Genesis 5:21-22 – 21 Enoch was 65 years old when he fathered Methuselah. 22 And after he fathered Methuselah, Enoch walked with God 300 years and fathered other sons and daughters.

There is a sudden change in the format. We’re told that this man walked with God. That doesn’t mean the others didn’t. We know almost nothing about them, but remember that the context is a comparison between the God-rejecting line of Cain and the God-believing line of Seth. We’ll also be told in Genesis 6 that Noah, too, “walked with God.” Along the way they had regular lives. But they were also preachers to the world around them. In fact, the book of Jude tells us that Enoch prophesied about the second coming of Christ and the final judgment. How did he know about these things? We don’t know. But they were, on some level, in some way, revealed to him.

His message could be summarized this way: “If you live according to your own desires, you will be judged.” That message is as true today as it was four thousand years ago. Solomon said that if we “walk in the ways of your heart and in the desire of your eyes…know that for all of these things God will bring you to judgment.” Because all of us have gone astray from the Lord. To be saved we must turn to Him, believe on Him, walk with Him who leads to life instead of death.

By the way, there are three apocryphal books said to have been written by Enoch. One of them is quoted by Jude. That doesn’t mean that the rest of what we have was actually written by Enoch or that they should be treated as Scripture, but that particular quote found in Jude 14 and 15 is genuine and was included by God the Holy Spirit in the Canon.

Genesis 5:23-24 – 23 So Enoch’s life lasted 365 years. 24 Enoch walked with God; then he was not there because God took him.

We would say that Enoch was “raptured” – taken up bodily to be with the Lord without experiencing physical death. The same happened to Elijah and the same will happen to believers who are alive at the end of the Church age. The word there means that God snatched him. And it is the same term used in Psalm 73 where we read:

Psalm 73:24 – 24 You guide me with your counsel, and afterward you will take me up in glory.

The question is: If you have this Godly man, this prophet-preacher, why cut his life on the earth short? God knew judgment was coming. But He took Enoch home 669 years before the flood. Wouldn’t it have been better to leave him to preach?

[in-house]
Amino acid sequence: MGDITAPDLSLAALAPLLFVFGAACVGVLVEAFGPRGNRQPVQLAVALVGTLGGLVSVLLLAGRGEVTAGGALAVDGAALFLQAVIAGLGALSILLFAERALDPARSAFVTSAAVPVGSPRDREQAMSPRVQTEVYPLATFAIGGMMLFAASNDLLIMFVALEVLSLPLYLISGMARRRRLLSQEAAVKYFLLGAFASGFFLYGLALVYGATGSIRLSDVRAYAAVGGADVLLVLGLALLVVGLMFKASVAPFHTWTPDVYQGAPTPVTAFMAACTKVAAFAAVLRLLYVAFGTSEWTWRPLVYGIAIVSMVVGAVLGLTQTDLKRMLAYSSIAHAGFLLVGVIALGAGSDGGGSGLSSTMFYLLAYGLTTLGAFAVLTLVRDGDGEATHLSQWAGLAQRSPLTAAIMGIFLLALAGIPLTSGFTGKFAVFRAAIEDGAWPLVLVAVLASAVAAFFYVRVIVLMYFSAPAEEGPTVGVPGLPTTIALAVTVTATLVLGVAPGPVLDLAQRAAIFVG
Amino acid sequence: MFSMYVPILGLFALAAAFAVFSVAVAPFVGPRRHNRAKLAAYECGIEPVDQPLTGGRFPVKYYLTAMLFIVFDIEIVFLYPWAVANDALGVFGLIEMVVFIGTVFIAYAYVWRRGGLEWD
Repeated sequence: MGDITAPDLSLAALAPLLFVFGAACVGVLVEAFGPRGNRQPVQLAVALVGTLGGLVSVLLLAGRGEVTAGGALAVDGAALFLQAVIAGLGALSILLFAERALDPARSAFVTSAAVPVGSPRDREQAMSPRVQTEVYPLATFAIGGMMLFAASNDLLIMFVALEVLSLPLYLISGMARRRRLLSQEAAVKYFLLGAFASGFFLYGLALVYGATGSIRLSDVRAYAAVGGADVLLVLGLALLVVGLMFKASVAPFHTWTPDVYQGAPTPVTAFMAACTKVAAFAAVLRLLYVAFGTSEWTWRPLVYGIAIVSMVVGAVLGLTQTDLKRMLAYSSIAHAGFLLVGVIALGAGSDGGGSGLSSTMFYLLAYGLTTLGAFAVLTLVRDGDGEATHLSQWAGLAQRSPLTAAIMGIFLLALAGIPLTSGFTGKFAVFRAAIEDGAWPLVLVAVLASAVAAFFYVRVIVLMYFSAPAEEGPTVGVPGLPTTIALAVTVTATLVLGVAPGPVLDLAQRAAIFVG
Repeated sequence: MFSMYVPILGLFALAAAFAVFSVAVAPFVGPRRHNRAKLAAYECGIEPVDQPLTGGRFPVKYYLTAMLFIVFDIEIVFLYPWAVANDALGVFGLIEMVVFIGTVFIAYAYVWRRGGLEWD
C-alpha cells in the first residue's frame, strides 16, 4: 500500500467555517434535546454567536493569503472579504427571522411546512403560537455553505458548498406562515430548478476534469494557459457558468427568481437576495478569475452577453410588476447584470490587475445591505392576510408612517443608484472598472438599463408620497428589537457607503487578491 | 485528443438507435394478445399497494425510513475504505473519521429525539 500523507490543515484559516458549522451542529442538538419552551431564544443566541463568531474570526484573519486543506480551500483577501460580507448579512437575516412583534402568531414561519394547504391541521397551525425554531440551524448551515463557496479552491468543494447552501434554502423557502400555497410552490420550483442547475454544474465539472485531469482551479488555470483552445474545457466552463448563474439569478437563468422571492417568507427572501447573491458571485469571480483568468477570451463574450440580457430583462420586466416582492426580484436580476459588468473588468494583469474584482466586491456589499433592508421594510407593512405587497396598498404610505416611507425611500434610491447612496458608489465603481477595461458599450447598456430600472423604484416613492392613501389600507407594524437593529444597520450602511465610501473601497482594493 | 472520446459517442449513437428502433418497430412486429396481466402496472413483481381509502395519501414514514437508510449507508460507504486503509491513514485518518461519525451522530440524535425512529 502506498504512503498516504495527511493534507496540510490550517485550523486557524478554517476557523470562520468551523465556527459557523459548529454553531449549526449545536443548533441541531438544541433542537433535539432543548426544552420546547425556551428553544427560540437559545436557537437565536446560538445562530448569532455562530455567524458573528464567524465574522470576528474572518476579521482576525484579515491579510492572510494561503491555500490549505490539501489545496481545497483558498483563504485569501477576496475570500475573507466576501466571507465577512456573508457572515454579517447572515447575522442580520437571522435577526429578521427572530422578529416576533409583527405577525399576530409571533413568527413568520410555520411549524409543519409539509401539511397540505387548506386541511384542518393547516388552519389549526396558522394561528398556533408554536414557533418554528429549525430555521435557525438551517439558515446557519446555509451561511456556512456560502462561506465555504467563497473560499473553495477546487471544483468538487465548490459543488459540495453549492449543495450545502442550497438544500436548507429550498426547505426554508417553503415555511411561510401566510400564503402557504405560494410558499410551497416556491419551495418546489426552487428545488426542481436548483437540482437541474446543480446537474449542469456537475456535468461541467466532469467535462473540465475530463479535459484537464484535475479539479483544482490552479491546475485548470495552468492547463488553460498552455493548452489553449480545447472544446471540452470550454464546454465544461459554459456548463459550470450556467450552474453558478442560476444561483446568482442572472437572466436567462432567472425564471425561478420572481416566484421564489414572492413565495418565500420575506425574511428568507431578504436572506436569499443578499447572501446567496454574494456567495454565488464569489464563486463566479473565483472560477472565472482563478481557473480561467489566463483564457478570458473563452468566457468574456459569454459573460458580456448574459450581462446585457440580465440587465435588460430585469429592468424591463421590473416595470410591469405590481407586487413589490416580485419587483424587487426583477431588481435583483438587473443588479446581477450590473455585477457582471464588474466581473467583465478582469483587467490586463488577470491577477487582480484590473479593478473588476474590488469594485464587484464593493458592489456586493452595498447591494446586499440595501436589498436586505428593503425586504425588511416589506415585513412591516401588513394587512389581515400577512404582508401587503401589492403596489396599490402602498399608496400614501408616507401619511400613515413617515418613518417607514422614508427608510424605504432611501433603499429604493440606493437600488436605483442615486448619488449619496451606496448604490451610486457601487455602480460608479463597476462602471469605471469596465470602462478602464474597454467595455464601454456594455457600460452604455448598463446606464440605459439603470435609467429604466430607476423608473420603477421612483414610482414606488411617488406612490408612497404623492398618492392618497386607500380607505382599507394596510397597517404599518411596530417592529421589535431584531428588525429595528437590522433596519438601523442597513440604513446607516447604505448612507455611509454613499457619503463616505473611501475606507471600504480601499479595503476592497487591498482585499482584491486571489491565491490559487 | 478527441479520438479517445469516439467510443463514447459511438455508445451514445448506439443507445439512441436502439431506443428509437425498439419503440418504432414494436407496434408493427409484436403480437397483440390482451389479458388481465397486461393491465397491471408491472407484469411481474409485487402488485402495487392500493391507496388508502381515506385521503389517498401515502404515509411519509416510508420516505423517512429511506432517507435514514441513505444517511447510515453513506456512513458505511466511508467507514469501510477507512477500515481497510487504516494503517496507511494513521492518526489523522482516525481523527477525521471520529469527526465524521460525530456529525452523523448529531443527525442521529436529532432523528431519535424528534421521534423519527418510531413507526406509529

First, there were other preachers – Noah would become one. But second, God really likes to set up what we call types in history and in the Scripture. Meaning, He accomplishes things that can be looked back upon to teach us truth about what is yet to come. For example, Abraham offering Isaac on Mount Moriah. That was a type of God the Father sacrificing His own Son on our behalf. Or the bronze snake that Moses made and set up in the wilderness. That anyone who was bitten by a serpent could look to that pole in faith and be healed. That was, of course, a type of Jesus lifted up on the cross, who anyone can simply look to, in faith, and be saved.

Enoch is part of a type. Judgment was coming. Enoch was warning people. There would only be one way of escape – God’s way. Then what happened? One of God’s people (Enoch) was suddenly snatched away. Another of God’s people (Noah) would be saved through the judgment on the ark.

We have now a powerful type of God’s plan for the end times. The Church, represented by Enoch, will be caught away suddenly. Then there will be an interval of time and God’s people, the Jews, will be saved through the Tribulation and coming judgment.

One other note about Enoch: One source points out that the phrasing of the Hebrew suggests that, “Enoch and God ‘got along.’” I think that’s a wonderful sentiment to consider. Do we get along with God? If not, it’s probably because we’re harboring some resentment toward Him or assuming that we know better than He does. We don’t. He is altogether right, altogether loving, altogether caring. If we’re having trouble ‘getting along’ with His leading, the defect is in us and we should invite Him to search us and see if there be any wicked way in us so that He might lead us in the way everlasting.

Genesis 5:25-27 – 25 Methuselah was 187 years old when he fathered Lamech. 26 Methuselah lived 782 years after he fathered Lamech, and he fathered other sons and daughters. 27 So Methuselah’s life lasted 969 years; then he died.

God had pronounced judgment through His servant Enoch. But before judgment came God waited and waited and waited, through the lifespan of the oldest man to ever live. God’s long-suffering is great. He really does want to save. He’s not willing that any should perish. This gives us context to why God waits today, why He allows so much wrong to continue, it’s so that a few more people might be brought into His family and be bought back from their sin, rescued from death.